With goal of becoming world’s first climate resilient country, Dominica inspires cities to better prepare for extreme weather conditions

Three years ago, the Caribbean island of Dominica was battered by Hurricane Maria’s winds of up to 250 km. Now, the island nation has announced plans to become the world’s first climate resilient country by 2030. 

In the wake of that announcement, Dominica spokesperson Francine Baron took time to expand on the drive behind her country’s ambitious goal at Daring Cities 2020. “The cost of no concerted action to climate change (by Dominica) would be the loss of 77 percent of our GDP by 2100,” observed Baron, Dominica’s interim CEO of the Climate Resilience Execution Agency of Dominica (CREAD). “So there’s no alternative for us other than to become the world’s first climate resilient country.”

Since the devastation of Hurricane Maria, which damaged or destroyed the roofs of an estimated 90 percent of buildings, Baron said the country (with a population of just over 70,000) has rehabilitated 7,000 homes or the equivalent of one quarter of all residences. As a part of the new resilience plan, efforts are underway to ensure that by 2030, 100 percent of all primary roads and bridges can be reopened and fully functional within a week of any future extreme weather event. 

But far from focusing on just bricks and mortar, Baron said Dominica is taking a more holistic approach, whereby “we look at not only the resilience of our physical infrastructure, but also economic diversification and sustainability,” with the ultimate goal of “empowering our people and building strong communities.”

Wide ranging efforts include the building of more climate resilient homes – financed in part by a unique Economic Diversification Fund, but also: the ongoing construction of a geothermal plant as part of efforts to significantly reduce their dependence on fossil fuels and by actively promoting the country’s ecotourism sector. This emphasis on holistic resilience is a key pillar of ICLEI’s climate neutrality framework which was also presented at the session and emphasizes the critical importance of integrated climate action.

Dominica won the praise of the other participants in the session, including Daniel Zarilli, New York City’s chief climate policy advisor. “I’d just like to congratulate Dominica for showing strong leadership in the face of climate disaster, something we’re just seeing more and more of here in the United States. The West is on fire, we’ve seen a record breaking hurricane season in the gulf and Atlantic basin and of course this is happening all over the world… pointing to the fact that we are facing a climate crisis, and we need to confront this crisis.”

Referencing his city’s own climate resilience plan that was launched in 2019, Zarilli said that similar to Dominica, New York’s goal is to use investment in clean energy and resilient infrastructure as a catalyst to create jobs, accelerate economic recovery and promote environmental justice for all.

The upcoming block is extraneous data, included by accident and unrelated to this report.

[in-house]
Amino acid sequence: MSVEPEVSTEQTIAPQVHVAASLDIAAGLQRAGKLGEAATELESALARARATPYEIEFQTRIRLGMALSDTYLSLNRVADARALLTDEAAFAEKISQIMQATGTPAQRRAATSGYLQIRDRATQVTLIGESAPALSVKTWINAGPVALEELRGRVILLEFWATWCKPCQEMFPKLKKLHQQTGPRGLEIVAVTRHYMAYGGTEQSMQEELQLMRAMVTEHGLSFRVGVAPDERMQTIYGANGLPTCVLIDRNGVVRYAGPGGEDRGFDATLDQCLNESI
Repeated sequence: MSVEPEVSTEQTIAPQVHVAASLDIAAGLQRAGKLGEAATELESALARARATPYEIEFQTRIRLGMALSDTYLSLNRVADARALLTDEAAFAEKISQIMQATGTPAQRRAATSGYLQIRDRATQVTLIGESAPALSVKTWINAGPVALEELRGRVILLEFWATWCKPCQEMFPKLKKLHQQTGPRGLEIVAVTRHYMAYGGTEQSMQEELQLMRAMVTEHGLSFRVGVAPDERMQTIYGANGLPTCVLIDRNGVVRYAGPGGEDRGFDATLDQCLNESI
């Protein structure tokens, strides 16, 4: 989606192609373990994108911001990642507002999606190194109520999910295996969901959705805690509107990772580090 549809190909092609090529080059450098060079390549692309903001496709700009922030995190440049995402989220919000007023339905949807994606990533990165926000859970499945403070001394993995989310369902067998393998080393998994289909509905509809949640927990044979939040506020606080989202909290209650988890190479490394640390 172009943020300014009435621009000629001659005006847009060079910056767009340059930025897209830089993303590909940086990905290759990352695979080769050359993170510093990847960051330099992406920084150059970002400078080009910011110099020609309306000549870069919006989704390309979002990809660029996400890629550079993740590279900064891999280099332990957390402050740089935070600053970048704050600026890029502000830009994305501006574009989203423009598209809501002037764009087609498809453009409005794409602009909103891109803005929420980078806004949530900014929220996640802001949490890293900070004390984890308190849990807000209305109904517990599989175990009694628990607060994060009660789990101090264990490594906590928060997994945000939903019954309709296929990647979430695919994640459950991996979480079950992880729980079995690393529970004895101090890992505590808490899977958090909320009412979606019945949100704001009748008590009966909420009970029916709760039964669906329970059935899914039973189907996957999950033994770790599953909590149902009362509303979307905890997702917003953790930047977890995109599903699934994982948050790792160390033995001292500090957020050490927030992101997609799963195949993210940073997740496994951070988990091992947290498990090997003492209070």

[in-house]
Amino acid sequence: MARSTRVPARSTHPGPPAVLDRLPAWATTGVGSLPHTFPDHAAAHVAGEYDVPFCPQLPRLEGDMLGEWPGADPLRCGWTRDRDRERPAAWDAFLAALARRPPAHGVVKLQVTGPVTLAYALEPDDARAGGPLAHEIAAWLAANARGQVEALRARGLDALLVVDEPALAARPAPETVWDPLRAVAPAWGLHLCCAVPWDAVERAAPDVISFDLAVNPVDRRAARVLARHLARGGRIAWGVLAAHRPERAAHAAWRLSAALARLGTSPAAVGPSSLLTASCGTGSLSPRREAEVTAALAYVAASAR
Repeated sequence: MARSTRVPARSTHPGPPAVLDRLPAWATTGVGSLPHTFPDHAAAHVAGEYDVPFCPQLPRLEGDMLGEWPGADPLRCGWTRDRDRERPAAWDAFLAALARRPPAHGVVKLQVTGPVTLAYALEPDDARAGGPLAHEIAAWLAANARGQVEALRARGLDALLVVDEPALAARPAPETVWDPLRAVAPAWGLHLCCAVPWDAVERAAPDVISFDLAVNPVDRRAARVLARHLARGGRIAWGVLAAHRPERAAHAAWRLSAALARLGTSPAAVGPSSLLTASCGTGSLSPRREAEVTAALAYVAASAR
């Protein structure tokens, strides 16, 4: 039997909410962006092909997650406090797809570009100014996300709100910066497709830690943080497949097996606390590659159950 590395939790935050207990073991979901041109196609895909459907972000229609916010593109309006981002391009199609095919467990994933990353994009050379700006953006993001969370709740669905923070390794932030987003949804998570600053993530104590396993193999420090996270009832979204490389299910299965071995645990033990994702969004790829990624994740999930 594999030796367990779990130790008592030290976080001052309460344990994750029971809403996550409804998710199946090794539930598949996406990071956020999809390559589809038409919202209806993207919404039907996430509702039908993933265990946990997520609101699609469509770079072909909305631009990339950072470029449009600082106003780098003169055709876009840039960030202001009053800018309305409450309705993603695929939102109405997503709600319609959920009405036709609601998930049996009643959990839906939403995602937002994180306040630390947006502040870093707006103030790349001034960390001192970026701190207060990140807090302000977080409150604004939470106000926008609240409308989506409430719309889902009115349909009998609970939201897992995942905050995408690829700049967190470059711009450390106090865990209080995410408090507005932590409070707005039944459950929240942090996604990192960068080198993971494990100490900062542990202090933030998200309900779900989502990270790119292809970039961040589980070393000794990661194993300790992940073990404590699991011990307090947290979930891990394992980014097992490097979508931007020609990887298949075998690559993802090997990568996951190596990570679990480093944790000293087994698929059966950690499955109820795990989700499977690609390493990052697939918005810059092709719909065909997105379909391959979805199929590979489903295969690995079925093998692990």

In speaking about her own city’s ambitious goal of becoming one of the world’s first carbon neutral cities by 2029, Minna Arve, Mayor of Turku, Finland spoke about some of the key initiatives they’ve embarked upon, from changing previous business models driven by unabated resource extraction, to reusing waste from industrial streams, to transforming textile use into new raw material sources. The city has also built a wastewater treatment plant that extracts thermal energy from sludge to heat 15,000 households. 

Beyond investments in clean energy and infrastructure, Arve said it’s critical to adopt a radical shift in mindset with respect to resource management. “To reach (Turku’s) ambitious goals, we need to have a circular economic transition that includes everyone in the city,”said Arve. “The way we currently make and use products and how we produce food generates almost half of emissions in our economic system. So changes in consumption and  lifestyle patterns are also crucial,” she added.

However, Susan Aitken, Mayor of the City of Glasgow – which is the host city of COP26 in 2021 – said that just as it’s not fair to expect countries like Dominica “who are bearing the burden of loss and damage” to do most of the work, it’s also “not fair to expect the poorest citizens to make those (lifestyle and consumption) changes. We have to listen to them and make sure the changes we make [can deliver] affordable heat, better air quality and transition to a green economy [that leads to] fair, decent well-paying low carbon jobs in the future.”

Concurring with Aitken’s observations, Chilean climate action champion Gonzalo Muñoz said that in coping with COVID-19 the world now knows that it must “first put science at the center” of solutions… but that yet another lesson learned is we need to be more caring. “We’ve learned from COVID-19 how much our actions are not only about myself and my surroundings but (in support of) people whose regions I might never visit, might never get to know,” he said. Accordingly, we need to “connect to those people and start empathizing with them.”

Watch this Daring Cities session, entitled “TEDxDaringCities: Daring to Go Neutral”. TEDxDaringCities is a part of the global Countdown initiative designed to accelerate solutions to the climate crisis and supported by partners including ICLEI.